Meanwhile Temple’s silent assistant Alan Mullane (Geoffrey Wallace) backtracks the meteor’s path to the moon – before he’s kidnapped. While Temple becomes increasingly suspicious when all the lines are down and he can’t contact Lee, who is also his lover. And when he discovers there have been financial irregularities and bizarre weapons purchases he drives down in his green open-top car, pausing only to flirt with the girl petrol attendant at the ‘Barn Garage’. He discovers that construction work is transforming the meteor site with armed guards and an electrified fence. Lee sends him away, despite his declaration of love for her. He’s machine-gunned at the perimeter barrier. Williams of Internal Security (Michael Hawkins) tells him to quit and go back to his telescope. When he attempts to pursue Lee’s Land Rover she shoots him with a ray-gun which emits more spiral pink effects, and he wakes back at the Barn Garage cared for by the attentive blonde attendant (Luanshya Greer), but warned away by two heavies.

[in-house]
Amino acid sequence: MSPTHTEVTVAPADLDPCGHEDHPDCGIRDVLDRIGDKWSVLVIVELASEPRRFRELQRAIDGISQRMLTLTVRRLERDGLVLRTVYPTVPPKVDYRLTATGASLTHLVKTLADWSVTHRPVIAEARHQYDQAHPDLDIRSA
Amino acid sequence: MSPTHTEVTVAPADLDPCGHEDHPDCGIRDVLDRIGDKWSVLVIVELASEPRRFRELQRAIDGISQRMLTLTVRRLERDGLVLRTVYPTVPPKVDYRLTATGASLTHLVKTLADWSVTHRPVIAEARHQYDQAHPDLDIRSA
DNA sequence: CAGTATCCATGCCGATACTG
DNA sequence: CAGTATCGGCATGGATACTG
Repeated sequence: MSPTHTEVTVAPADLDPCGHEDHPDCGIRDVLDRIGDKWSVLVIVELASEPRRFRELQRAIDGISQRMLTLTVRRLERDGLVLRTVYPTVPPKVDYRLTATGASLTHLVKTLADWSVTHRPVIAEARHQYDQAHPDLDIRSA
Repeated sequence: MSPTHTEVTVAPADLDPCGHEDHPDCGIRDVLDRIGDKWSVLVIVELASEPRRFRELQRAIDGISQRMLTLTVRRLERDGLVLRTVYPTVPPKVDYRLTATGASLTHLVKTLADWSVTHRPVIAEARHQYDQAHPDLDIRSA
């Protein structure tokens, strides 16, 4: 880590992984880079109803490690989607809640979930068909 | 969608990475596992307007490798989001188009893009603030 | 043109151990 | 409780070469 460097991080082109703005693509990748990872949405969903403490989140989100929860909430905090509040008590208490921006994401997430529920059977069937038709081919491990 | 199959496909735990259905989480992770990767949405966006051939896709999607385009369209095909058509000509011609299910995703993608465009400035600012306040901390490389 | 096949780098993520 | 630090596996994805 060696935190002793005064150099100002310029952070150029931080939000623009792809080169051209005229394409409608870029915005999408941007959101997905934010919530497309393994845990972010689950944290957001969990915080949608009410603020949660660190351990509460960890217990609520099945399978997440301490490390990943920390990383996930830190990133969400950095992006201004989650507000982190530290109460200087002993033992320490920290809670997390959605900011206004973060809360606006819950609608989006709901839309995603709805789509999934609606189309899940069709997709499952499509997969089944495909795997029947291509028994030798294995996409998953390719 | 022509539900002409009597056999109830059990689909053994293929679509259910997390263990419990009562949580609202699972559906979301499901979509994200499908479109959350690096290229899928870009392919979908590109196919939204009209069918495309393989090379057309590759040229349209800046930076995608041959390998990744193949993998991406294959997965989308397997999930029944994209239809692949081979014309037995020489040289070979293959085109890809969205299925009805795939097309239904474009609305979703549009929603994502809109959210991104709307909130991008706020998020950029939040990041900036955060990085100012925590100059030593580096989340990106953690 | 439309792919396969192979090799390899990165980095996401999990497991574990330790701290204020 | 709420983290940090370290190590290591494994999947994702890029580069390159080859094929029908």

Meanwhile there are other, more scary developments. As he makes a report from a red phone booth Agent Stillwell (Maurice Good) breaks out in red spots, a doctor who comes to his aid is tainted, and passersby begin to collapse with the same blotchy rash, the mystery malady that they term the Crimson Plague spreads alarmingly. Observing through binoculars Temple sees a gantry rise from the farm pond, which launches a rocket into the night sky. Shorting the electrified fence he breaks into the fortified compound and the derelict farmhouse, with furious soundtrack percussion as he fights henchmen through to a bee-striped black-&-yellow cylinder dropshaft that takes him down into a James Bond Dr Evil-style subterranean scientific complex where the frozen bodies of plague victims – including the garage girl, are being transported by rocketship to the moon on an impossible twenty-four-hour turnaround schedule. He reaches Lee in the control room, and knocks her out in order to rescue her, loads her into the Land Rover through swirling mist and crashes out through the perimeter barrier.